When you’re in a car accident, physical injuries aren’t the only problem you’ll need to worry about. Even small crashes can be traumatic enough to leave you with post-traumatic stress disorder (PTSD), anxiety, depression, and other mental health conditions.
The mental health effects of car accidents can stop you from living your normal life. Knowing about car accident-related PTSD and whether you may be able to seek compensation for the mental anguish another driver caused you can help you put together a claim and seek mental health care after an accident.
What Is PTSD?
Many people think that PTSD only affects combat veterans who went to war. But PTSD can develop in anyone who’s witnessed or experienced a traumatic incident, including a car accident.
Many people feel “shaken up” or rattled in the days that follow a car accident. PTSD, though, is much more serious than that. People with PTSD may find it hard to work, drive a car, or sustain relationships with family and friends.
PTSD does not discriminate. Anyone can develop this debilitating condition regardless of gender, age, or ethnicity.
Why do some people develop PTSD after a car accident and not others? People who have experienced previous trauma, such as abuse or domestic violence, have a higher chance of developing PTSD. Those with a personal or family history of mental health conditions may be more likely to develop PTSD, too.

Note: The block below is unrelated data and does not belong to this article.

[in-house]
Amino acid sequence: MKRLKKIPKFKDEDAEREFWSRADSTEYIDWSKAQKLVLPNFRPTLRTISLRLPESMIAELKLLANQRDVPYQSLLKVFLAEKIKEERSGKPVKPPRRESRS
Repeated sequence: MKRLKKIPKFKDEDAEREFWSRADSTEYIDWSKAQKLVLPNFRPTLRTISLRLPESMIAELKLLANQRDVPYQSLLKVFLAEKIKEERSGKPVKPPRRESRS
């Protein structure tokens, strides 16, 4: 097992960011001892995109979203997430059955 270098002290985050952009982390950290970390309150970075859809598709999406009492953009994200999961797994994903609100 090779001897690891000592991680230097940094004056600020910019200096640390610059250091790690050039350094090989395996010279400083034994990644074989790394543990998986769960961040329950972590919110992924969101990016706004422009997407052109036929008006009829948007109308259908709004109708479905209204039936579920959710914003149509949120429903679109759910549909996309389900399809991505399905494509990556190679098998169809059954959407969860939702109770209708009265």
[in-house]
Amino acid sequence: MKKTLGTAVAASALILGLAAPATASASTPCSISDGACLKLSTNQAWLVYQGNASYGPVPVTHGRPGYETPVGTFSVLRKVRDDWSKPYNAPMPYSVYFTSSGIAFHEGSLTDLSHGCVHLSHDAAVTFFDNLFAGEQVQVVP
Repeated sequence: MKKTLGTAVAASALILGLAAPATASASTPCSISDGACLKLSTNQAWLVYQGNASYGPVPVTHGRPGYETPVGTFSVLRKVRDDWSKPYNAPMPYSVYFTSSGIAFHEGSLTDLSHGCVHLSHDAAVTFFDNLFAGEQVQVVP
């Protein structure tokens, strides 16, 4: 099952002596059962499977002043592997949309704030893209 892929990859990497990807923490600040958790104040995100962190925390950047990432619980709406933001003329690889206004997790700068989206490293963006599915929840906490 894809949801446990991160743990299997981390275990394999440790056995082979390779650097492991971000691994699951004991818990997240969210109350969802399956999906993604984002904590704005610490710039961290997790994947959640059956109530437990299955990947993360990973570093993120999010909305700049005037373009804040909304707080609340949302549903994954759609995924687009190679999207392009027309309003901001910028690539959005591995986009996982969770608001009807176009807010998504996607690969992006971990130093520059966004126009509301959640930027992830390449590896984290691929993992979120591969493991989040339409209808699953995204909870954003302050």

A crash’s severity heavily contributes to the mental health effects of car accidents. For example, if you witnessed someone die during the accident, it’s possible for you to develop PTSD. This is especially true if you lost a loved one in the accident.
Symptoms of PTSD and Mental Anguish After a Car Accident
PTSD symptoms don’t always show up immediately after a car accident. It can take weeks, months, or even years to realize something’s wrong.
Experiencing intrusive memories is a hallmark symptom of PTSD. You may relive the accident through flashbacks or have recurring nightmares about it.
You may feel emotionally numb or detached from the world around you. You might also remain in a state of constant hypervigilance, which causes irritability, trouble sleeping, and a compulsion to scan your surroundings for threats.
People with PTSD frequently avoid situations that remind them of the traumatic event. They might refuse to drive or ride in a car, for instance. They may also isolate themselves at home and avoid contact with others.
You may feel overwhelming guilt or shame if you survived an accident and your loved one didn’t. This can happen even if you did nothing to cause the accident. You may repeatedly think, “Why did I survive and they didn’t?” and keep replaying the accident in your mind, wondering over and over again if you could have saved your loved one if you had done something differently.
PTSD can cause symptoms of depression and anxiety, as well. You may feel hopeless or avoid activities you once enjoyed. Some PTSD victims self-medicate with drugs or alcohol. This can lead to substance use disorder, which comes with its own set of problems.